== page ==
Technically, the film is impeccable, with an eye for detail in every aspect of the art direction. Bakos applies color elegantly to distinguish between her characters’ present and past. She also unveils the story with cinematic language and uses the hair as a striking compositional element in numerous scenes.
Continue reading for comments from the filmmaker:
The idea of the film came from my family and from my own grandma. When I was a child, I spent most of the time with my grandparents because I never wanted to go to the kindergarten. So I had a lot of lovely memories and adventures with them. We would sit in the backyard playing with little fingerpuppets, painting, and baking cherry pies together, and I was always amazed at how much my grandparents loved each other. Since my grandpa passed away, my grandma lives alone. Her personality, her feelings, memories and her point of view inspired me to make this short film about her lifelong love, and about that state of mind where you just can’t let go of the most important person in your life.
I have also a strange obsession with the hair. A few years ago it became my obsession to draw skyhigh hair and create little worlds in them depending on the characters it belonged to. I always think that hair is one of the most characteristic things about a person. How she/he styles it, or what colour it is. So when I started to develop this short film, I felt that I had to connect these two things.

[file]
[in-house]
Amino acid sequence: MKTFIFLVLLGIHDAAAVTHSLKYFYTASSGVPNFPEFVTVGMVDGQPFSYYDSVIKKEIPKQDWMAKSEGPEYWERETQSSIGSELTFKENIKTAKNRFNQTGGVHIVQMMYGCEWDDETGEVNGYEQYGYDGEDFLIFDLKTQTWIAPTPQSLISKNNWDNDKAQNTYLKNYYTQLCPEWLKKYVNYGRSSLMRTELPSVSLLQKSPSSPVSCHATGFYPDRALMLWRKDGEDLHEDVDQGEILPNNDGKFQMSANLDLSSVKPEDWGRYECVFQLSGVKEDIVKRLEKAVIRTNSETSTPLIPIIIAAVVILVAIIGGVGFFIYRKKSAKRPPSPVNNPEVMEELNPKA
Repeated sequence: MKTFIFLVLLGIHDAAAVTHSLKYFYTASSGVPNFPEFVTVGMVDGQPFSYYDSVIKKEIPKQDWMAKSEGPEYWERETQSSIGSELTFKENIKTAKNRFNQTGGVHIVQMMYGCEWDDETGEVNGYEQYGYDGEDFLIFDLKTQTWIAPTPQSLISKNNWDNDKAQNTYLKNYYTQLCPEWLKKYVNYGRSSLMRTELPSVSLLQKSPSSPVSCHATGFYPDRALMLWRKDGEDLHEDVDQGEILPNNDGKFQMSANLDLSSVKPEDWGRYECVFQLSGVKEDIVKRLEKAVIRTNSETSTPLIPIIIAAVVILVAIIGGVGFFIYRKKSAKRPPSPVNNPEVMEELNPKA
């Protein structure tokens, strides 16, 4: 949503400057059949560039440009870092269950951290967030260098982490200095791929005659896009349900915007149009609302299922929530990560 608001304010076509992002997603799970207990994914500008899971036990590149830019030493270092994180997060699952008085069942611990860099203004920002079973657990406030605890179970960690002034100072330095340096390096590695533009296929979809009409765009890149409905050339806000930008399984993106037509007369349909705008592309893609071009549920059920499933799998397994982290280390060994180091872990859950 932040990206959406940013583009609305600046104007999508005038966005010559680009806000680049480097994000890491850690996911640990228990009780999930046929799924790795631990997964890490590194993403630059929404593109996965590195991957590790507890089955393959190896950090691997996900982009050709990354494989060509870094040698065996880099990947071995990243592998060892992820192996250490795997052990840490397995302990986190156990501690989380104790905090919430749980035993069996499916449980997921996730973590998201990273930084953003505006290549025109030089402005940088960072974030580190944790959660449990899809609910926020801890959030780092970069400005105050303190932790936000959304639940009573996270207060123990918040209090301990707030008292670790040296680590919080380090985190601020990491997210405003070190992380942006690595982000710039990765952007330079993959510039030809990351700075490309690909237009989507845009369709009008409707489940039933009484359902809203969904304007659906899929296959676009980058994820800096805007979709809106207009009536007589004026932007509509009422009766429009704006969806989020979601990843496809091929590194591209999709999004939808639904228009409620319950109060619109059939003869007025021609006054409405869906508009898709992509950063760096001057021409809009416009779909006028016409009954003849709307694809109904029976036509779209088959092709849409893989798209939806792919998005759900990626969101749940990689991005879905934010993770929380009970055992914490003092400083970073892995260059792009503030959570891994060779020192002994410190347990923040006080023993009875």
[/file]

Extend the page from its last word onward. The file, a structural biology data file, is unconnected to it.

It’s a traditionally hand-drawn animated film. I chose this technique because of the tactile nature of the medium, and I thought this was the best way to create a connection with the audience. During the whole film we are focusing on one granny. She has to tell us her past and her memories through her facial expressions rather than dialogue. Also I was using traditionally painted backgrounds and props. I then put together the final picture in After Effects.
It was the first time that I had to inspire and lead a lot of people at the same time—animators, editor, music composer, actress, 3D artist. It was also very useful to learn how to convince them that your idea is good, unique and worth the hard work! But the biggest challenge was to present the idea to my family and my grandma. It was an amazing moment when I saw my grandma’s face while she was watching the film.
Storywise and also visually, I was inspired by a lot of short films. I was most impressed by The Man with Beautiful Eyes from Jonathan Hodgson and Charles Bukowski, Father and Daughter from Michael Dudok de Wit, Sunday from Patrick Doyon and La Maison en Petits Cubes from Kunio Katō. I love stories that are based on childhood, and not just childhood, but how we remember those times—how memories are working if for instance, you go back to the same place where you grew up or spent summers. What kind of thoughts appear in your mind when you sense a familiar smell or the light is exactly the same as on an autumn afternoon decades ago.
WHERE YOU SEE YOURSELF IN FIVE YEARS
Right now, I am a freelancer art director and illustrator, which I really love. At the same time I would love to work in a big team where people can inspire each other. Also I am developing a new short at the moment so I really hope that five years from now it will be finished ☺
Personal website: BarbaraBakos.com
The Cartoon Brew Student Animation Festival is made possible by the generosity of our presenting sponsor JibJab.